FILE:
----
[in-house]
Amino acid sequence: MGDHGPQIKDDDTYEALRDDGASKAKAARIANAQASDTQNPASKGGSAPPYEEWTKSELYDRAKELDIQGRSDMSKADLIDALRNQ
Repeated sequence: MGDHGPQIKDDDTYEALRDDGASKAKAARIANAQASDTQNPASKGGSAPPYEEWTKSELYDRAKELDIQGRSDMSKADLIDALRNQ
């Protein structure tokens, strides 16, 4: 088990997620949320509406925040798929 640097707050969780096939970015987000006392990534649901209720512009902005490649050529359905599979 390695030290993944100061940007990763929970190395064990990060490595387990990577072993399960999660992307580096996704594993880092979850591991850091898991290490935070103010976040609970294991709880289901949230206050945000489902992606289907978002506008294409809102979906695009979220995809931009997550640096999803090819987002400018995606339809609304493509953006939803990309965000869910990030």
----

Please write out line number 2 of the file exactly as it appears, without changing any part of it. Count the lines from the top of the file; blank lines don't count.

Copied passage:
Amino acid sequence: MGDHGPQIKDDDTYEALRDDGASKAKAARIANAQASDTQNPASKGGSAPPYEEWTKSELYDRAKELDIQGRSDMSKADLIDALRNQ